Secretary Michael Donley says the fiscal 2013 budget plan that caused an uproar among Air National Guard supporters this year is likely to be fine-tuned. (Tech. Sgt. John Orrell / National Guard Bureau)
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NATIONAL HARBOR, Md. — Air Force Secretary Michael Donley has hinted a willingness to bend to Congress' will over proposed cuts to the Air National Guard and Reserve.
As part of an effort across the Defense Department to reduce spending by nearly $500 billion, the Air Force proposed cutting 9,900 airmen, most from the Guard and Reserve, as part of its fiscal 2013 budget.
That didn't go over well with Congress, which has tried to stop the Air Force from cutting Guard and Reserve personnel and aircraft. The impasse led Air Force Chief of Staff Gen. Mark Welsh III to tell lawmakers during his July confirmation hearing that the service's proposed budget is "simply not executable."
Speaking at the Air Force Association's national convention Monday, Donley said the Air Force continues to believe it must get smaller to retain its high quality, but he suggested there may be room for compromise on how to do that.
"Because crafting the federal and [Defense Department] budgets is a continuous process, we know the days ahead will call for us to fine-tune our strategic decisions as we follow through on fiscal year '13 and fiscal year '14 budget planning and execution," he said.
Donley also warned that the looming threat of nearly $500 billion in additional cuts to defense spending would reduce Air Force funding to about fiscal 2004 levels. The cuts, known as sequestration, would kick in next year if lawmakers fail to agree on how to cut $1.2 trillion in spending.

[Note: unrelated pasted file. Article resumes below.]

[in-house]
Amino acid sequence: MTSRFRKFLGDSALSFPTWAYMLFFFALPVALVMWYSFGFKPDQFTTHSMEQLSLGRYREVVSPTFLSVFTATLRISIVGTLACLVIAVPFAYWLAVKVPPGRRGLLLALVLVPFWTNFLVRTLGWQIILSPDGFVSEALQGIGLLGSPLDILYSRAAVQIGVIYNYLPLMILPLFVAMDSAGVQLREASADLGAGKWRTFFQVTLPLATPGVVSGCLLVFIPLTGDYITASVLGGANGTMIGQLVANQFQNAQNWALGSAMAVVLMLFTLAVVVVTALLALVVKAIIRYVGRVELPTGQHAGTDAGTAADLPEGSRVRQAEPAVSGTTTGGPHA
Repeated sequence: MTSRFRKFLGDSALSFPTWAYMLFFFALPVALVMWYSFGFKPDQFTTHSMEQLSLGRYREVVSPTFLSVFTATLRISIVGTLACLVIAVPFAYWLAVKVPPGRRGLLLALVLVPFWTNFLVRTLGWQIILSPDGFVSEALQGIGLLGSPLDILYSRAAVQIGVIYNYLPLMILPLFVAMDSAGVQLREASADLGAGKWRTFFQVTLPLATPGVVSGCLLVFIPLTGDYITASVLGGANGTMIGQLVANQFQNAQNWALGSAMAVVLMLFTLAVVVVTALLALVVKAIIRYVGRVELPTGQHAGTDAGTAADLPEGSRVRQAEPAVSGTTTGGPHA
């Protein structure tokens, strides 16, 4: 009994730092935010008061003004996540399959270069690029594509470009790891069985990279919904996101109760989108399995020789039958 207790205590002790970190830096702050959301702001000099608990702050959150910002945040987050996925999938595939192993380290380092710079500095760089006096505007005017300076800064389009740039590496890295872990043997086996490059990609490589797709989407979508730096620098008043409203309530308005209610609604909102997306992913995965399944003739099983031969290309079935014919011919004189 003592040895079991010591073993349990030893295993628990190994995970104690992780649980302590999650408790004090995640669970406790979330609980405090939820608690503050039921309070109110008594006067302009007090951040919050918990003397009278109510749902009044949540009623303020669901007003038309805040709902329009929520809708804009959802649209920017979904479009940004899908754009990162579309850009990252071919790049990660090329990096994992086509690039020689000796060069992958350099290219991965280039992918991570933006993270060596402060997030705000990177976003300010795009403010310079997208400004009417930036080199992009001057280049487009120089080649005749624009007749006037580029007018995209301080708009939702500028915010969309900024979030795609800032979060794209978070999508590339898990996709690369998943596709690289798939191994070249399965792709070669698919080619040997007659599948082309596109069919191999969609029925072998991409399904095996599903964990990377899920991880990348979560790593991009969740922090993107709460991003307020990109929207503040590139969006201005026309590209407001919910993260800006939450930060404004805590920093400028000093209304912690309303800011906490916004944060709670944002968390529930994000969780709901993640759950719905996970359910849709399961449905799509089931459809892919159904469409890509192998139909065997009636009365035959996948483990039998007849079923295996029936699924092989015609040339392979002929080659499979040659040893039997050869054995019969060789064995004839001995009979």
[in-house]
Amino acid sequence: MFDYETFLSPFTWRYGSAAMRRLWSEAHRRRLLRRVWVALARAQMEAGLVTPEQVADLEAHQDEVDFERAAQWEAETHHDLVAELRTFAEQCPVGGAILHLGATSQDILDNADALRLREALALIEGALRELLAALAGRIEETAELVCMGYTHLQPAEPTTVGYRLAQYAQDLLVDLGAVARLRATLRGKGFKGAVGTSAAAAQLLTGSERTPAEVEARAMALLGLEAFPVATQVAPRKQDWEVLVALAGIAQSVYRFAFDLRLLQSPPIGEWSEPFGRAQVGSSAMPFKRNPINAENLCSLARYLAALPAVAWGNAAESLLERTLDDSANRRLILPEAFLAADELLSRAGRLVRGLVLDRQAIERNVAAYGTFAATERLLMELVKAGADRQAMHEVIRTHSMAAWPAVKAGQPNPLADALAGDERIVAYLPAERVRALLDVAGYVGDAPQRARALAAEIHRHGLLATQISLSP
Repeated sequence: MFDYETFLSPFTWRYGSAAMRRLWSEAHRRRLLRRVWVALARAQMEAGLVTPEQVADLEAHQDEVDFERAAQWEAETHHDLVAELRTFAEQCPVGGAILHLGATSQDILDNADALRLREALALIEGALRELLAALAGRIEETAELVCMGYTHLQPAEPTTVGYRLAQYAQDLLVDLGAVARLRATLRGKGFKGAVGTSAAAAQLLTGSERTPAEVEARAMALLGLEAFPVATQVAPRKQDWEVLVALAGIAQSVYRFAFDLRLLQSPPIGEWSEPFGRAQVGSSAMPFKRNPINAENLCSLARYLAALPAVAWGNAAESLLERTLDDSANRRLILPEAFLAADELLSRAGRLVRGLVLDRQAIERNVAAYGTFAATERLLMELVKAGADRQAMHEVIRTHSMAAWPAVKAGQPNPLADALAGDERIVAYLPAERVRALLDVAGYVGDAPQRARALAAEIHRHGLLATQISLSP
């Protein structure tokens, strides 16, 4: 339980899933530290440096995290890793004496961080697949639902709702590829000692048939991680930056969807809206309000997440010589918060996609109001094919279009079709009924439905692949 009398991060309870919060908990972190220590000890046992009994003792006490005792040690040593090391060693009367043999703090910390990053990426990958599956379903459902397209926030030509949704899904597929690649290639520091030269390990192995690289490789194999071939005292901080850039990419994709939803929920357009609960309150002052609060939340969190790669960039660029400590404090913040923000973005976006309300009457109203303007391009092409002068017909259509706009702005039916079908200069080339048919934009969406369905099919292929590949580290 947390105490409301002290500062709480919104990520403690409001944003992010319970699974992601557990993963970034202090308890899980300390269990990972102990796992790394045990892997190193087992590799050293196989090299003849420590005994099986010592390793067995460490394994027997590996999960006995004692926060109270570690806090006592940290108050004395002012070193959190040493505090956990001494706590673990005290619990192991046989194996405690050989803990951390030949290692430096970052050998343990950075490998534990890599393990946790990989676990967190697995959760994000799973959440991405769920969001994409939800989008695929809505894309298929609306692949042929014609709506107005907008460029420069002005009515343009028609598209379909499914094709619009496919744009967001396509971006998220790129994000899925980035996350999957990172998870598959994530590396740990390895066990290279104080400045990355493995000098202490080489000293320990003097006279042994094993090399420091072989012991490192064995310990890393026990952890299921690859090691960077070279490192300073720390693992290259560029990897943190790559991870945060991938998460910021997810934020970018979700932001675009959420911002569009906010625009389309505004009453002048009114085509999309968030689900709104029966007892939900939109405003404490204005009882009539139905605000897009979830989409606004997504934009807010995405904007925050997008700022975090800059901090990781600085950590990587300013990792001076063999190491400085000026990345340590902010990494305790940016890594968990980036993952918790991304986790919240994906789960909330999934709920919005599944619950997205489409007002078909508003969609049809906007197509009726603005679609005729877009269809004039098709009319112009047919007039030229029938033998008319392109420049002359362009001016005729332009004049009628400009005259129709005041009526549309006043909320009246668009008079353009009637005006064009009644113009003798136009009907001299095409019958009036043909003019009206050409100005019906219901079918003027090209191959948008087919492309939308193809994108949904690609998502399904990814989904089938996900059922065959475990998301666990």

"Cuts to operation and maintenance would reduce flying hours and weapon systems sustainment, curtailing training and shrinking the civilian workforce," Donley said. "Procurement cuts would force program reductions, restructuring in our investment portfolio."
In other matters, Donley said the ongoing investigation into the sexual assaults of recruits during basic military training at Joint Base San Antonio-Lackland, Texas, is expected to identify any systemic failures and recommend reforms.
"The chief [of staff] and I, along with Gen. Ed Rice [commander of Air Education and Training Command] and Chief Master Sergeant of the Air Force Jim Roy and other Air Force leaders, will be addressing next steps in the immediate weeks and months ahead," Donley said.
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